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A Review of Psychosocial Factors Associated with Undergraduate Engagement and Retention in STEM

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Conference

2021 Fall ASEE Middle Atlantic Section Meeting

Location

Virtually Hosted by the section

Publication Date

November 12, 2021

Start Date

November 12, 2021

End Date

November 13, 2021

Tagged Topic

Diversity

Page Count

10

Permanent URL

https://peer.asee.org/38422

Download Count

19

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Paper Authors

biography

Ashley Lytle Stevens Institute of Technology

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Ashley Lytle is an Assistant Professor of Psychology at Stevens Institute of Technology in Hoboken, New Jersey, USA. Lytle earned her PhD at Stony Brook University, New York, USA. Her research explores how prejudice, discrimination, and stereotyping impact academic, social, and health outcomes among marginalized groups. Much of her research has focused on better understanding prejudice toward older adults, sexual minorities, and women, with the goal of creating simple, yet effective, interventions to reduce prejudice.

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Alexander John De Rosa Stevens Institute of Technology (School of Engineering and Science)

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Alexander De Rosa is a Teaching Associate Professor in Mechanical Engineering at Stevens Institute of Technology. He gained his Ph.D. in Mechanical Engineering from The Pennsylvania State University in 2015 and his M.Eng. in Mechanical Engineering from Imperial College London in 2010. Dr. De Rosa is currently working in the areas of deeper learning and knowledge transfer, and has published various articles in the field of spatial skills training and assessment.

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Frank T Fisher Stevens Institute of Technology (School of Engineering and Science) Orcid 16x16 orcid.org/0000-0003-4476-5040

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Frank T. Fisher is a Professor of Mechanical Engineering at Stevens Institute of Technology, where he served as the Interim Department Director / Department Chair from April 2013 to August 2018. He earned BS degrees in Mechanical Engineering and Applied Mathematics from the University of Pittsburgh, and Masters degrees in Mechanical Engineering and Learning Sciences (School of Education and Social Policy) and a Ph.D. in Mechanical Engineering from Northwestern. His research interests include characterization of multifunctional nano-reinforced polymer systems, multiscale modeling of nanocomposites and materials, vibration energy harvesting/scavenging, and engineering pedagogy and instructional technologies. Awards that he has received include the NSF CAREER award, the 2016 Alexander Crombie Humphreys Distinguished Teaching Associate Professor award (Stevens), the 2014 Distinguished Faculty Mentor Award from the Stevens Student Government Association, the 2009 ASEE Mechanics Division Outstanding New Educator Award, and the 2009 Outstanding Teacher Award from the Stevens Alumni Association.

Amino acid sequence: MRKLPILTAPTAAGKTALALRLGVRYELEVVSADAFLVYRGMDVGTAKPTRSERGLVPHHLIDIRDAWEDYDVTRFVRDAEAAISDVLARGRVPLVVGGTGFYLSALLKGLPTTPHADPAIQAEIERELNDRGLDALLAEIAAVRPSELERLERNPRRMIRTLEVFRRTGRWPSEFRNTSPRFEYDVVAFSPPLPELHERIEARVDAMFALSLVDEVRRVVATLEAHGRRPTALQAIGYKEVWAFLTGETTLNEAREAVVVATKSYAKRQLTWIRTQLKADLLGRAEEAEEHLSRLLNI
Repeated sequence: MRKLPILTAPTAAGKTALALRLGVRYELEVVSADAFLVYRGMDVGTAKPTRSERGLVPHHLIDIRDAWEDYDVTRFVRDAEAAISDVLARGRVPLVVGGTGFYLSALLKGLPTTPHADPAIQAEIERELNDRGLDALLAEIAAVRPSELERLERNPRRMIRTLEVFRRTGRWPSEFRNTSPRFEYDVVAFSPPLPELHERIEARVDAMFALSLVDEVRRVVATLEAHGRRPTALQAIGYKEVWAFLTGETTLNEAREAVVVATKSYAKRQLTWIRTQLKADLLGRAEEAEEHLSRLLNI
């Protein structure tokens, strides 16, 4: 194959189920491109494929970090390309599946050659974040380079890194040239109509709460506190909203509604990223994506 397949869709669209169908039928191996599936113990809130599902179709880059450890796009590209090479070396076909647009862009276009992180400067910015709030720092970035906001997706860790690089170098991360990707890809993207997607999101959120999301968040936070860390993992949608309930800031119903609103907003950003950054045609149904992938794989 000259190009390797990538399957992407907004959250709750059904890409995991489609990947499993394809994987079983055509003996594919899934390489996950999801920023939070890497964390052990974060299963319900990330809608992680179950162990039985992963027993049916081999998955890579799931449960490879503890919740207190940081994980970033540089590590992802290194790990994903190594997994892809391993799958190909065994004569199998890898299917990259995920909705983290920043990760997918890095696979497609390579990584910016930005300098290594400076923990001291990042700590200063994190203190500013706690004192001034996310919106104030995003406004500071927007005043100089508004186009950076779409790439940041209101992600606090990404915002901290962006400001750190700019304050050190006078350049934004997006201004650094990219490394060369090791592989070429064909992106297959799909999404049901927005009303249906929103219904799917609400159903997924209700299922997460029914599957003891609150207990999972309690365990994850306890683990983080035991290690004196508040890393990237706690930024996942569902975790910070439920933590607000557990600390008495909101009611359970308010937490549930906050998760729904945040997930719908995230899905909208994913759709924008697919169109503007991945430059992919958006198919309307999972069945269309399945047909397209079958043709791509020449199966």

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Abstract

Low retention rates of undergraduate students in science, technology, engineering and math (STEM) fields is a persistent problem in the United States (U.S.), with the U.S. lagging behind many countries in producing a sufficient number of STEM graduates. A better understanding of the barriers that result in students dropping out of STEM fields is essential for increasing engagement and retention of STEM undergraduate students. In this regard, a growing body of research demonstrates that psychosocial factors such as STEM self-efficacy, sense of belonging, intelligence beliefs, and grit are associated with STEM outcomes such as engagement and retention. In this review paper we examine how these key psychosocial variables (STEM self-efficacy, sense of belonging, intelligence beliefs, and grit) impact engagement and retention of undergraduate STEM students. An introduction to each of these factors is given, major work in the field is discussed, and typical instruments used to assess or measure these factors are described. It is hoped that this review may form the foundation of larger studies seeking to understand how nurturing and supporting these psychosocial factors may help support retention of undergraduate STEM students, particularly from those student populations underrepresented in the STEM fields.

Lytle, A., & De Rosa, A. J., & Fisher, F. T. (2021, November), A Review of Psychosocial Factors Associated with Undergraduate Engagement and Retention in STEM Paper presented at 2021 Fall ASEE Middle Atlantic Section Meeting, Virtually Hosted by the section. https://peer.asee.org/38422

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